An App a Day, Keeps the … Part 2 of 3

In the first post in this series, we discussed that knowing the direction of sunlight (or moonlight) has an enormous impact on your photograph, and suggested some fantastic apps that can help you plan ahead for where the light will be. In this post, we’ll take it to the next step, because knowing where the light will be assumes that the sun has a direct path to the subject of your photograph, and that the light is not filtered or completely blocked by cloud cover. Unfortunately, in addition to the “light,” we have to be aware of the weather.

There are over 800 weather apps in the iTunes store!!! You can have information on your iPhone or iPad that provides weather information in every conceivable way. Many of the programs are free, most of the “paid” apps cost $.99 – $2.99, with some more specialized programs and more expensive. When it comes to weather apps, I’m looking to answer some important questions:

1) What will the weather be when I’m on location shooting?
2) Are there any special considerations for equipment or clothing, because of very low or very high temperatures, rain, snow, wind, humidity, dew point, etc?
3) Will there be cloud cover, and if so, to what extent when on location shooting?
4) Will the weather change during the time when I’ll be shooting?
5) Are there any safety issues, such as flash floods, hurricanes, thunderstorms, lightning, hail, etc. that could be dangerous to me or jeopardize my equipment?

The answers to these questions will determine whether I go out shooting, what I wear, if I need protection for my gear, or if I need to shoot on another day or at another time. I’ve tried many weather programs, and as I mentioned, there are so many, that you want to carefully read the app features and reviews. Sometimes it isn’t just the features, but how the information is displayed and the app’s “user-friendliness.” I’m always looking for the ONE app that will accomplish everything I need, but I haven’t found it yet.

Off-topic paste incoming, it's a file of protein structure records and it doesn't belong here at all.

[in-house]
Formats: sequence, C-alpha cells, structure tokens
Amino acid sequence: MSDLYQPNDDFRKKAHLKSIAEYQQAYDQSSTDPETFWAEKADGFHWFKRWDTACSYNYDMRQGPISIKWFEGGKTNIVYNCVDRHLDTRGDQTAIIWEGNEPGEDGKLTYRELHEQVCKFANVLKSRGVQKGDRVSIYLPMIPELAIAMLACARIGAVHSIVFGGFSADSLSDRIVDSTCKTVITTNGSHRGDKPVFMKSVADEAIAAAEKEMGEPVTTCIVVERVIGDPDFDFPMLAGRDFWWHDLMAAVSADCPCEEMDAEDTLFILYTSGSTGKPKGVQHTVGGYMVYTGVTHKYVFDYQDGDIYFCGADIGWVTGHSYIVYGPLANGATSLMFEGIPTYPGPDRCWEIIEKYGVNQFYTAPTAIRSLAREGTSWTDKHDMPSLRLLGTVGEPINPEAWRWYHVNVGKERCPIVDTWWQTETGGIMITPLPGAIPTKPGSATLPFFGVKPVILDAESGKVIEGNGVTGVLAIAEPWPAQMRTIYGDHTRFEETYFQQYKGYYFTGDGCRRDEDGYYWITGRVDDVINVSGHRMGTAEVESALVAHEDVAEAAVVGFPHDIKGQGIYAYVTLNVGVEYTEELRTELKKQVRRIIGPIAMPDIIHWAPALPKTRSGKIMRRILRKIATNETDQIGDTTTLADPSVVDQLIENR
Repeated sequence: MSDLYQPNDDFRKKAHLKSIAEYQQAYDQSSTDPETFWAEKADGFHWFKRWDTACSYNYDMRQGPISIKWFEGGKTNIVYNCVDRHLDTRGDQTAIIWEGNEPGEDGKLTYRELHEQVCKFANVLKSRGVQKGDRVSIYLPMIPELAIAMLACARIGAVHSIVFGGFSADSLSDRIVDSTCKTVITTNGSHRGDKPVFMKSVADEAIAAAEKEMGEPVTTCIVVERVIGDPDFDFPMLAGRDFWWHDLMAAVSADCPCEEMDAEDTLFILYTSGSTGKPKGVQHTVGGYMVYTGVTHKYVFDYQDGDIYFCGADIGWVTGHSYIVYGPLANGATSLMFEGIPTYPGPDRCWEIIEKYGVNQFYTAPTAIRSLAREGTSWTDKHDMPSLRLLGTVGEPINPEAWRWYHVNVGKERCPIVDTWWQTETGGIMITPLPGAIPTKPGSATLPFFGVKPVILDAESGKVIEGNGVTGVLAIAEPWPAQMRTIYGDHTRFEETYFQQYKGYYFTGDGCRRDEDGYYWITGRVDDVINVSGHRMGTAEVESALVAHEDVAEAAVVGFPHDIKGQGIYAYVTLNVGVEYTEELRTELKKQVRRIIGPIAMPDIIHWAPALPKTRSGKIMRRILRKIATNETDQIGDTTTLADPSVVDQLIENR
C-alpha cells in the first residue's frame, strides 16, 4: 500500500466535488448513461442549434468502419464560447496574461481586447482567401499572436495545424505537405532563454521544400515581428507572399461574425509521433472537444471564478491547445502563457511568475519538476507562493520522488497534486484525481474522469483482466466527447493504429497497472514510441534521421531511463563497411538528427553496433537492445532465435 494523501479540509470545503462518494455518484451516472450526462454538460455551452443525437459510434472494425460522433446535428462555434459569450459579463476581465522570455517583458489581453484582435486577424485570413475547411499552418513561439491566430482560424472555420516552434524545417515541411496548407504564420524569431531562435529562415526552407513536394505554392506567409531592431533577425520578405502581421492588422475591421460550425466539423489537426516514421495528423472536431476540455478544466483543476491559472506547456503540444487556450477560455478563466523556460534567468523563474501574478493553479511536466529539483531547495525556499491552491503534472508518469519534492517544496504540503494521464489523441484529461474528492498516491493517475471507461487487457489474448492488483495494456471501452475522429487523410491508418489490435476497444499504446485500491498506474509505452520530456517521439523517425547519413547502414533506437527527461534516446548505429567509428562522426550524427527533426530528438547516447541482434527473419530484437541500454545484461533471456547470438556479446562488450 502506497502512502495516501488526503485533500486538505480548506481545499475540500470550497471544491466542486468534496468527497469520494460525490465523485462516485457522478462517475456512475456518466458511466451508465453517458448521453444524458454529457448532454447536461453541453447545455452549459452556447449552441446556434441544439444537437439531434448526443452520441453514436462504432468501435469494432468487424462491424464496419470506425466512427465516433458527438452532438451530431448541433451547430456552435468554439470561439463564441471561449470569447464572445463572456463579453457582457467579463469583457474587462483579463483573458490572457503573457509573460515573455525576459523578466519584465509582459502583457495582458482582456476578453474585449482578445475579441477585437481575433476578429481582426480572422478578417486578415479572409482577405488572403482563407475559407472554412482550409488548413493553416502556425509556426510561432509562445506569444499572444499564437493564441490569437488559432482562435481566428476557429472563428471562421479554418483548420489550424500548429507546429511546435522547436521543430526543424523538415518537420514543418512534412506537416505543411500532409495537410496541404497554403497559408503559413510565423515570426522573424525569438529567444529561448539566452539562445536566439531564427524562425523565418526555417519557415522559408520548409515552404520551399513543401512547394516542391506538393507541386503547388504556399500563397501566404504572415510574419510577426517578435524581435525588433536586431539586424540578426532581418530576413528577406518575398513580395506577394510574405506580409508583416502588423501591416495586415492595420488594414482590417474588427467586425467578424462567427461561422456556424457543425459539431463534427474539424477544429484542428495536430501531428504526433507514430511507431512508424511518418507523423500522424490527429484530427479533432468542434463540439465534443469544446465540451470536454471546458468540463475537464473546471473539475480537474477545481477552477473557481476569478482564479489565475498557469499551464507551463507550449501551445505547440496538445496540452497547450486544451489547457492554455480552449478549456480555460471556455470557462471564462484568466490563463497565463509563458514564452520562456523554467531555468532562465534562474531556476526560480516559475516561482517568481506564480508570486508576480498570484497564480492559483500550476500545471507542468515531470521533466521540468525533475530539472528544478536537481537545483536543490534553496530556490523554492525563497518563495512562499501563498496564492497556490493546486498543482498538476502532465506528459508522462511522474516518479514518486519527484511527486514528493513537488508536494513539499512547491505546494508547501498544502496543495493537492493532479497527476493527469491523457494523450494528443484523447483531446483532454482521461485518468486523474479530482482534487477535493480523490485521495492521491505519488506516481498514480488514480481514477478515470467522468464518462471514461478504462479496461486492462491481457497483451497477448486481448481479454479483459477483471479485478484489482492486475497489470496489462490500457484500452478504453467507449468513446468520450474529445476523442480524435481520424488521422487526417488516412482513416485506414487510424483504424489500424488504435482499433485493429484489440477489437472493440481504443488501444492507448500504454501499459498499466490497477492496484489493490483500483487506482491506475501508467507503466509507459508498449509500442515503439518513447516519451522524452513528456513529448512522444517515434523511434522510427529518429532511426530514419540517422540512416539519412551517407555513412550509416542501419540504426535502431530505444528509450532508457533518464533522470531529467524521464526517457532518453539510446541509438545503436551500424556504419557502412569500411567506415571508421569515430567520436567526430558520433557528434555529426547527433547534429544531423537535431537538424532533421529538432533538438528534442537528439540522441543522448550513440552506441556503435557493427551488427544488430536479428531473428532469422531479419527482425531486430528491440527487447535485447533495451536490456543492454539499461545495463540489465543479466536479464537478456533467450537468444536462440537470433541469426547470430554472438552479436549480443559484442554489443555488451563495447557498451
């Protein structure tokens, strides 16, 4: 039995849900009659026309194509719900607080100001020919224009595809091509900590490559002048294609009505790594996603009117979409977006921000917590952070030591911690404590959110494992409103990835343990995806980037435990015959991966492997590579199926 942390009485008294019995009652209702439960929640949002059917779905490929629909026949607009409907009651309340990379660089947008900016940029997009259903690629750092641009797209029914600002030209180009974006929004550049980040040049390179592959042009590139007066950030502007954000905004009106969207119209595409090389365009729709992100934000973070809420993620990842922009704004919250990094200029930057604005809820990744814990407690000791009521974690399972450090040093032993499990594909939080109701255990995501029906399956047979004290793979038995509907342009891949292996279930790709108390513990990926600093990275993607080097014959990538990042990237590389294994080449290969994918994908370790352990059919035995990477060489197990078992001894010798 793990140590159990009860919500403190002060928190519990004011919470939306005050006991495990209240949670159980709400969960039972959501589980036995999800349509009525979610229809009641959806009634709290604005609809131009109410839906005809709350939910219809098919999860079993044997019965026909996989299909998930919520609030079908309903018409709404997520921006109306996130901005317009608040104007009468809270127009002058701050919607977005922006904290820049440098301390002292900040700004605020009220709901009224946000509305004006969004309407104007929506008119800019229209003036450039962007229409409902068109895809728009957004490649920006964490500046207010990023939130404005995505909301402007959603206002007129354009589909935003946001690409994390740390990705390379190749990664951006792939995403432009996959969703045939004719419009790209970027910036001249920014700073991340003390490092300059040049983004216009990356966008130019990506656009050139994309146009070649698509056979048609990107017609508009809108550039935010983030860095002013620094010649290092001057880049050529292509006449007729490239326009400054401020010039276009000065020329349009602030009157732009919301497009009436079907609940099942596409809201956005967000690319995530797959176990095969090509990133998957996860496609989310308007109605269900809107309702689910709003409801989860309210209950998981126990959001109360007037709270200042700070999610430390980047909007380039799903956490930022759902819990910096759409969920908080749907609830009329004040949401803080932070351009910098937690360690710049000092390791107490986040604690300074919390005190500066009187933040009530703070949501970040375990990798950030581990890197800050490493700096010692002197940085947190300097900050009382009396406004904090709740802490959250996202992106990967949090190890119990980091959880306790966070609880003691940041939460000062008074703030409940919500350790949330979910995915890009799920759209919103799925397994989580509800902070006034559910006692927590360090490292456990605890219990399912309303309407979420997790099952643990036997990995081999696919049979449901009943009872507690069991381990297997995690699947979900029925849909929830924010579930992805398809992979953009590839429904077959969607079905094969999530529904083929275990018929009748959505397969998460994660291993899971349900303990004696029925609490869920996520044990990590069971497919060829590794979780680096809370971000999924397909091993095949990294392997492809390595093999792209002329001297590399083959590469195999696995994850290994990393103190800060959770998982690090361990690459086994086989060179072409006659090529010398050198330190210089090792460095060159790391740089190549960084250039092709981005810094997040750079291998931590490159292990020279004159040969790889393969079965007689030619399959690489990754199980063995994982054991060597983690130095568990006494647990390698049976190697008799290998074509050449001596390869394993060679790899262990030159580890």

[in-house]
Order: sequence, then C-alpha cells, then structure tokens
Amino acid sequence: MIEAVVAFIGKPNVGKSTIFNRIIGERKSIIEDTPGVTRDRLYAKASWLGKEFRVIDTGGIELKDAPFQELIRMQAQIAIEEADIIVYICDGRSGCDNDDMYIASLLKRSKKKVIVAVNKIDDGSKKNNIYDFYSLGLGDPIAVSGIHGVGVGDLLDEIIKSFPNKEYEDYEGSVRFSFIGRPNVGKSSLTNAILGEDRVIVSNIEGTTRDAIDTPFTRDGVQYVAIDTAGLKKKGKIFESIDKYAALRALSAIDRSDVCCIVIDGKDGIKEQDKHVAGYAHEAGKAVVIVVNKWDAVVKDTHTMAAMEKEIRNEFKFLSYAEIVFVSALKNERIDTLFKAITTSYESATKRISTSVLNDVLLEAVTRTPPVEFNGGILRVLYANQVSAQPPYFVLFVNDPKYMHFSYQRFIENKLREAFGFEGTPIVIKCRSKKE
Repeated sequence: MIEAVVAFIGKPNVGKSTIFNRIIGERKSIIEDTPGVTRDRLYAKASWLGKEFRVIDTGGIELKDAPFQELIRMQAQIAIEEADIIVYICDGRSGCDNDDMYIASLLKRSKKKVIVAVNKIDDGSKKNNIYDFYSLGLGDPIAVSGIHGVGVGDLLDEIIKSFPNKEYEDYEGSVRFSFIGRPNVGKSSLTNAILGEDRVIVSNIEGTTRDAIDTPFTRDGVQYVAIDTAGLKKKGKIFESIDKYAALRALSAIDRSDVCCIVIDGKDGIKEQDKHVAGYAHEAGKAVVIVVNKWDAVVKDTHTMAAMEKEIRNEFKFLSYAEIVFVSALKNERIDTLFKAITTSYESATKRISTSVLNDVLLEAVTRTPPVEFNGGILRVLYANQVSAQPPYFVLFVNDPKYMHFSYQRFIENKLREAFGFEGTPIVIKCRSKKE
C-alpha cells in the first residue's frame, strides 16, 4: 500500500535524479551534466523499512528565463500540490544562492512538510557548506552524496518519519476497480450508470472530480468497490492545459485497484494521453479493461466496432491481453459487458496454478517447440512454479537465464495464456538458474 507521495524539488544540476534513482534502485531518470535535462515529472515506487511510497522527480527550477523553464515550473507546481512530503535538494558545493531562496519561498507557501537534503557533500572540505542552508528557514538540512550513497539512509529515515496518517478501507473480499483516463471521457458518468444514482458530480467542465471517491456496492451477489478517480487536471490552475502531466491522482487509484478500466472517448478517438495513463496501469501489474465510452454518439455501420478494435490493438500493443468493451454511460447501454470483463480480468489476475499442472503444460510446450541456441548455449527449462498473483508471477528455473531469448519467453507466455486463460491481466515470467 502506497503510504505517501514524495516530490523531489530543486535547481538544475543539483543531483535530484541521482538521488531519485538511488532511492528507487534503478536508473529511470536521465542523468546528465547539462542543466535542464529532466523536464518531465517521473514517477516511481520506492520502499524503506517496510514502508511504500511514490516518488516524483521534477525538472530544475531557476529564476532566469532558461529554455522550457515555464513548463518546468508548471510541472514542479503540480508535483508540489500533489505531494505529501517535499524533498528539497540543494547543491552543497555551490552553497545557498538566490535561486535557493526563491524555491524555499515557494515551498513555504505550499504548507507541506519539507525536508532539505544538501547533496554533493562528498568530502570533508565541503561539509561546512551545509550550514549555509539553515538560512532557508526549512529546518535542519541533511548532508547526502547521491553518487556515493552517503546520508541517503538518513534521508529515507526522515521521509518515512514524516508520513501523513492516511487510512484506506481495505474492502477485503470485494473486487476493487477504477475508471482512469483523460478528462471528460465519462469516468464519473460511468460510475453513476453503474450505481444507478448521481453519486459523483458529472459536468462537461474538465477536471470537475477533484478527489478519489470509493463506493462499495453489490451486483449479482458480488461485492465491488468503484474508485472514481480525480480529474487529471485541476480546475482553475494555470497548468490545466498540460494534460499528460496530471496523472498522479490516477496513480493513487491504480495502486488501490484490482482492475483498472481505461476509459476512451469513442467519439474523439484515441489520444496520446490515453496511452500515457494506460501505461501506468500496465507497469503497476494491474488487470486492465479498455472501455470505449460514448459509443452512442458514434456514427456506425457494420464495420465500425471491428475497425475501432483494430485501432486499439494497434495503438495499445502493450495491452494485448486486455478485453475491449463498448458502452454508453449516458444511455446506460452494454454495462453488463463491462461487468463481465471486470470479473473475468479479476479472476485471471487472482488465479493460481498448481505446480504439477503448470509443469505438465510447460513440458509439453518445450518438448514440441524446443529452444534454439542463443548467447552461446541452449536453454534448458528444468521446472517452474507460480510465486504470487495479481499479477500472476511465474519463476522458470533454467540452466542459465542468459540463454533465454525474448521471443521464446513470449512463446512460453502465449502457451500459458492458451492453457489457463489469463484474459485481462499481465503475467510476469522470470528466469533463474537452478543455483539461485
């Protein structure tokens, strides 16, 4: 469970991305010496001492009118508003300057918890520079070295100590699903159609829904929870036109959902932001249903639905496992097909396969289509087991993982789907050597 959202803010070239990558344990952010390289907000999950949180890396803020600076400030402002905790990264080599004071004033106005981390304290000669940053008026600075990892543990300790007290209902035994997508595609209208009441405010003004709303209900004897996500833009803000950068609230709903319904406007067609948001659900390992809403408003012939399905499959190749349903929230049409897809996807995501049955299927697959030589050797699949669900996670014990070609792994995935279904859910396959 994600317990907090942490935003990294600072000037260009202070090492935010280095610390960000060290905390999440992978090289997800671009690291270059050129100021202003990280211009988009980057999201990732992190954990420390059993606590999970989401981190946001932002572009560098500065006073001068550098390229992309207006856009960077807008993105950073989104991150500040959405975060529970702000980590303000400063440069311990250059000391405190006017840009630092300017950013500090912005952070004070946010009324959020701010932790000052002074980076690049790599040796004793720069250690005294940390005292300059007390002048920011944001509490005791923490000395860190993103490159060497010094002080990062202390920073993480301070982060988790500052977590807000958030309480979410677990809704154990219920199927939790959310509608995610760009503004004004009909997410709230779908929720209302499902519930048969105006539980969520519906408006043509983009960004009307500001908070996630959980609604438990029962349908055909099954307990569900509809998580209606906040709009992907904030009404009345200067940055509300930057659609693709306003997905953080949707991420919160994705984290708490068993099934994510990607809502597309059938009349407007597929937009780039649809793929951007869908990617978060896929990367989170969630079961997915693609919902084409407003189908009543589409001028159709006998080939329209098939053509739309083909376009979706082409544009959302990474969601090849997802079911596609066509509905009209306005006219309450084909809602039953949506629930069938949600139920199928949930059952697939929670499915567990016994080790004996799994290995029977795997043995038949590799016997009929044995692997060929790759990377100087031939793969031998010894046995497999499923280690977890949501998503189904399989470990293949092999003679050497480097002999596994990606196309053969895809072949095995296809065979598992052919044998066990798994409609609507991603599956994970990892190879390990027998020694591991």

For general weather information (temperature, precipitation, humidity, dew point, wind, hourly predictions, 36 hours forecast, 10 day forecast, etc.), I use The Weather Channel MAX,a $3.99 app, although there are hundreds of others with similar features. The reviews for this app vary, but I’ve used it for a few years and like it. Here are sample screenshots of just a few of the screens:

The Weather Channel MAX

Although The Weather Channel MAX has a “Map” screen that shows precipitation, I use RadarScope as my go-to radar weather map app. This is not an inexpensive app ($9.99), but it provides near real-time NEXRAD Level III radar data directly on your iPhone, iPad, or iPod Touch.

I have found RadarScope to VERY accurately show the areas of precipitation, severe thunderstorms, flash floods and tornadoes and you can put the radar in motion to get a sense of direction, speed and where the weather is going. There are many, many options for the type of radar display you’d like, and if you’re considering this app, view an excellent QuickTime demo of RadarScope on Base Velocity’s website at RadarScope Demo .

Lightning Finder